The dissonance and tension between making art and tending aging parents could not be more stark, and is riveting as a storyline. In happier, more youthful times, Nell Painter and her parents were intellectual activists during a fomenting era in America. Especially among studied, Black, proud intellectuals, Painter and her parents have upright, ‘60s and ‘70s bona fides. They followed DuBois’ theorizing and lived for a time in Ghana, during the Liberation experiments. Nell Painter knew Maya Angelou in Ghana, when Angelou was young and had a last name not yet made famous. The Irvins moved from Ghana to the Bay Area, where La revolution continua, and where Budding Historian Nell went to undergrad at Berkeley. After Berkeley and a Master’s degree from UCLA, she relocated to the Ivied East, and in the ensuing decades there built an esteemed career as an innovative, incisive, and wry academic Historian.
In the book, the most intense period caring for her parents occurs after her mother has already transitioned. In his eighties, Nell’s father asks to be moved from the Bay Area where he had lived, been married, raised Nell, and been widowed—all pieces of a life over the course of seventy years. He wants to move to New Jersey, where Nell can watch over him as he begins his long transition away from this world. For much of the story, even before this last move, her father lay in what Painter describes as a “bitter bed.”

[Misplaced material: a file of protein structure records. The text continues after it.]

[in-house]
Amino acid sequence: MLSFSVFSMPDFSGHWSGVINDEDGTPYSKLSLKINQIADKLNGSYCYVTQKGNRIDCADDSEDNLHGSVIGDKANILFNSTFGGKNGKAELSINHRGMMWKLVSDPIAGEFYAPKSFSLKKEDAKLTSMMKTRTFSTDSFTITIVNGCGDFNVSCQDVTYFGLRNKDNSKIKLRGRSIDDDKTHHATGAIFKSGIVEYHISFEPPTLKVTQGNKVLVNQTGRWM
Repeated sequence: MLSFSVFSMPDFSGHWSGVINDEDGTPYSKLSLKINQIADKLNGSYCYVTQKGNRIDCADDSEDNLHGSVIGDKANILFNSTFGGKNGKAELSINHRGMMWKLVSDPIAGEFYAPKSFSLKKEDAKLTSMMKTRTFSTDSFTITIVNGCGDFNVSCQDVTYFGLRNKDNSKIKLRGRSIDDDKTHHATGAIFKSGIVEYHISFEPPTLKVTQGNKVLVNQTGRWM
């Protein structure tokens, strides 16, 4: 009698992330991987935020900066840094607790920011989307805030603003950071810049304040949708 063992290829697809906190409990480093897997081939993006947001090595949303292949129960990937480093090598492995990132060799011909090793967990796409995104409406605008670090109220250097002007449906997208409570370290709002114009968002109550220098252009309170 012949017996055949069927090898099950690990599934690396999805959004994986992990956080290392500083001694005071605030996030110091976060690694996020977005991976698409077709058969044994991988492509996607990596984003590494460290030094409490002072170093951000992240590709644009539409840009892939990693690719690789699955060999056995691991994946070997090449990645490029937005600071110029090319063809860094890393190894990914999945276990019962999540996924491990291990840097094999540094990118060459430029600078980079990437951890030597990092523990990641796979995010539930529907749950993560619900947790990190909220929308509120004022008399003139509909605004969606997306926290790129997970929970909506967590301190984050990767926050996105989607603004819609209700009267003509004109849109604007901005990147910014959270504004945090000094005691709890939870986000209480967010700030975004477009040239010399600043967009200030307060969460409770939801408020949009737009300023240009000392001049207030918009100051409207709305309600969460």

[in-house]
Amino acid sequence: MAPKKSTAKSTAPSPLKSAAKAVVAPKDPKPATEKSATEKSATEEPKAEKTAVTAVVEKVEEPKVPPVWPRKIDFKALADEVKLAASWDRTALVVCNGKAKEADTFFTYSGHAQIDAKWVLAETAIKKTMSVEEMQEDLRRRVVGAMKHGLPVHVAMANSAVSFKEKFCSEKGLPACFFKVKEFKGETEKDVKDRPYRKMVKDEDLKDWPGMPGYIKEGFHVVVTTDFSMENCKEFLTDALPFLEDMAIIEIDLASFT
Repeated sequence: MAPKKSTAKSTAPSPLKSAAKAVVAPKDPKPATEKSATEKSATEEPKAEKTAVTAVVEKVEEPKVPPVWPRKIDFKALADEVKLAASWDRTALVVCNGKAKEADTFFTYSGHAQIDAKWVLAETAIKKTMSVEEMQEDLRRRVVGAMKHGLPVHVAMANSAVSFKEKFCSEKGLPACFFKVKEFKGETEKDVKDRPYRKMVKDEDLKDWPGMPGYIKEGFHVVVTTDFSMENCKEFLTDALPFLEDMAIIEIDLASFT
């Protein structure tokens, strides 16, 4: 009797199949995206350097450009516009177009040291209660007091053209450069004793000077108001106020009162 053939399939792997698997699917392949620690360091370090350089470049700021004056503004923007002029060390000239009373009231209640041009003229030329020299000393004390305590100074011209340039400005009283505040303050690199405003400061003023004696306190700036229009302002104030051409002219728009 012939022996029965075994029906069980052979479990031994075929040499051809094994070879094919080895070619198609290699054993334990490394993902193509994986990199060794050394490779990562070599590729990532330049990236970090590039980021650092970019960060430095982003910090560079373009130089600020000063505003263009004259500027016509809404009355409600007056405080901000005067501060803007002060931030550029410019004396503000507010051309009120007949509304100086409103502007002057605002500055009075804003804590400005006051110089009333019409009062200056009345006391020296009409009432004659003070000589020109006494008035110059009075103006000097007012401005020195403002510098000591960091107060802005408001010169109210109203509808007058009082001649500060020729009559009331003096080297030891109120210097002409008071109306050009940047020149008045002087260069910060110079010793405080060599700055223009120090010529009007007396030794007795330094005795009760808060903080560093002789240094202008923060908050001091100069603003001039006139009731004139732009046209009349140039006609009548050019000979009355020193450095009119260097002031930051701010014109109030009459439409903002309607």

Her father’s depressive saga parallels woefully the (slightly) foreshortened life of Painter’s spunky and beautiful and resilient mother. Nell’s mother, Dona Irvin, predeceased Nell’s father. She published two books in her “old age,” one on the history of Black Methodist churches, called The Unsung Heart of Black America, and the other, I Hope I Look that Good When I Get Old, a guide for aging gracefully that Nell Painter references in the context of her motivations at her own age.
In part because her parents are characters in her memoir, “old” seems too final a choice of word for this determined, intentional adventure in the present tense. Painter is not convincing as an “old” person. Since there is nothing after “old” in our culture—except silent and immutable death—“old” must be defined differently than the can-do years represented by a fit person in her sixties and early seventies even. The many men who keep themselves in power are that age. They do not question their fitness or their age. They do not question themselves at all.
How is “old” defined anyway? Over sixty? Over seventy? Retired? Slowed down? White hair? Can’t do this or that? Can’t sit on the floor, or can’t get up? Full career already done? Many aspects of “old” do not apply to Nell Painter, who has not slowed down. She has had one full career, and has embarked upon another. How old is that?